Such was Shakespeare’s popularity in late eighteenth-century Britain that a printer called Josiah Boydell opened in May 1789 what became known as the Shakespeare Gallery, an exhibition featuring paintings by as many leading British artists as Boydell could strong-arm into taking part. Many were of dubious quality (Joshua Reynolds’s leering Puck is enough to give you nightmares), but a few are genuinely distinctive – none more so than those by the Anglo-Swiss artist Henry Fuseli, born Johann Heinrich Füssli in Zurich in 1741. Influenced by the Gothic and Romantic movements that swept from Germany to England, Fuseli created brilliantly imaginative renderings of the plays that blend icy precision and malevolent fantasy. Titania Embracing Bottom (1792–93), commissioned by a spinoff Dublin Shakespeare Gallery, references Michelangelo (all that taut musculature) but also points the way towards the fairy paintings by Richard Dadd and others that were wildly popular during the Victorian era. Fuseli’s Lady Macbeth Seizing the Daggers (c.1812) has to be one of the eeriest interpretations of that eeriest play: a swath of pitch-black paint on which images of Macbeth and his wife, fresh from the murder of King Duncan, hover in sweeps of spectral white impasto. It half-looks as if it could have been done by Francis Bacon.
As actors grew more famous and respected, so did the demand for them to be immortalised in oils. Thomas Lawrence – who flourished during the Regency period and became Britain’s greatest portraitist after Reynolds – had numerous thespians as clients, and captured some sense of what it must have been like to watch these titans of the stage in action. His John Philip Kemble as Coriolanus (1798, one version of which is in the Corporation of London’s collection) offered Kemble in the role of the Roman general who turns his back on his country, portraying the actor’s sable eyes and brooding countenance to best advantage. Lawrence first saw Kemble’s sister Sarah Siddons perform while he was a young artist in Bath, and painted her numerous times; although he never formally portrayed her most famous role, Lady Macbeth, his sultry renderings of the ‘Tragic Muse’ hint at the volcanic experience of seeing Siddons perform.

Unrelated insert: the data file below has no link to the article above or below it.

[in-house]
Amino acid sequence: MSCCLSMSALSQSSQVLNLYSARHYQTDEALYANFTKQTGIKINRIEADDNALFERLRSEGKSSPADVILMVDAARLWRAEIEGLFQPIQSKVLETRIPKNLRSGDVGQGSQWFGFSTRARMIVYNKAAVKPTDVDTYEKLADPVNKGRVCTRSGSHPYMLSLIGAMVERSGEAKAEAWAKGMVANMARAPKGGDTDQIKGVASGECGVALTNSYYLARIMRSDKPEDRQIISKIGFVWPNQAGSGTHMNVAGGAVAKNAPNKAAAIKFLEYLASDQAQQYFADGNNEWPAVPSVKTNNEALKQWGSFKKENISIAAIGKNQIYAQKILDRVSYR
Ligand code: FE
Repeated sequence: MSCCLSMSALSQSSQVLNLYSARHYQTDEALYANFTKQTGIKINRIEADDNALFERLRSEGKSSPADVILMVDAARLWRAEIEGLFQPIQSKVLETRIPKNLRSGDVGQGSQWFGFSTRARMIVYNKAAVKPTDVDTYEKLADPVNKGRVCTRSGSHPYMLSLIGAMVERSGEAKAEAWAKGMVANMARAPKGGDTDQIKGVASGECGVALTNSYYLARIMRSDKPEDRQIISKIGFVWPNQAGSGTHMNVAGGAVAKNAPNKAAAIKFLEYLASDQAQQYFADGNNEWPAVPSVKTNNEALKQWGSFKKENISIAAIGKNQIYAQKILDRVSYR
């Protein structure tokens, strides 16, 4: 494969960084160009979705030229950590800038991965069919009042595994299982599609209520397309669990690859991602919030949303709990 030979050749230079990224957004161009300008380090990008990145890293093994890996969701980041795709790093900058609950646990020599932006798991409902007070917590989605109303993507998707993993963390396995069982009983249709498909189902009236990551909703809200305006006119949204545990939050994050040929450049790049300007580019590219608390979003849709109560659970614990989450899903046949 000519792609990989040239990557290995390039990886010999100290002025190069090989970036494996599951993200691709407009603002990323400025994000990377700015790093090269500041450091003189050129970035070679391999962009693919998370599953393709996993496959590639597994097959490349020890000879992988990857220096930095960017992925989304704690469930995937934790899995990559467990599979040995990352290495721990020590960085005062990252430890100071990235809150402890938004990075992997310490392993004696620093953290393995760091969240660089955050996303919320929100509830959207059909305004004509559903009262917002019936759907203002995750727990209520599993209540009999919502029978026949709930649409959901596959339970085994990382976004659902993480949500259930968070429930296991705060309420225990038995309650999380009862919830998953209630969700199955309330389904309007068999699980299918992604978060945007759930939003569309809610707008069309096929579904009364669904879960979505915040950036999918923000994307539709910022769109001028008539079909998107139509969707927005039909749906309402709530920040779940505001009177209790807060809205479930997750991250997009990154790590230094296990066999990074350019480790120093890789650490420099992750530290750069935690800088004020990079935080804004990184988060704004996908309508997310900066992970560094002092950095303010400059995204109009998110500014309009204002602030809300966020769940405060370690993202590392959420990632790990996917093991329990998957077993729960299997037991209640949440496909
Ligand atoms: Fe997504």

Mystery hangs over one of the most arresting Shakespeare portraits in existence: no one is quite sure who it depicts, its authorship is disputed, and even its relationship with Shakespeare is uncertain. No matter. The painting usually called A Moor, generally attributed to James Northcote (1746–1831, a pupil of Reynolds), was the very first work to be bought by Manchester Art Gallery in 1827 and is by any standards a piece of history. It’s thought to be a life portrait of the African American actor Ira Aldridge, one of the first black actors to play Shakespeare, who was forced to leave the segregated United States because it was impossible for him to make a career there. Having become famous across England and throughout Europe – he performed for Tsar Alexander II – Aldridge eventually died in Lodz, Poland, in 1867, and was mourned on three continents as a hero of the anti-slavery movement. The painting seems to depict Alridge as Othello, a role that he later made his own. Although it doesn’t capture an identifiable moment in the play, Northcote’s work has all the urgency and intensity of Shakespeare’s study of tragic jealousy: the hero anxious and doubtful, perhaps on the verge of tears but with murderous resolve lying just beneath the surface. Aldridge is so vividly rendered that he looks as if he might burst out of the frame at any moment.
Andrew Dickson writes on culture for the Guardian and elsewhere. The second edition of his Rough Guide to Shakespeare came out in 2009, and he is working on a new book about global Shakespeares for Bodley Head/Random House. He blogs at worldselsewhere.com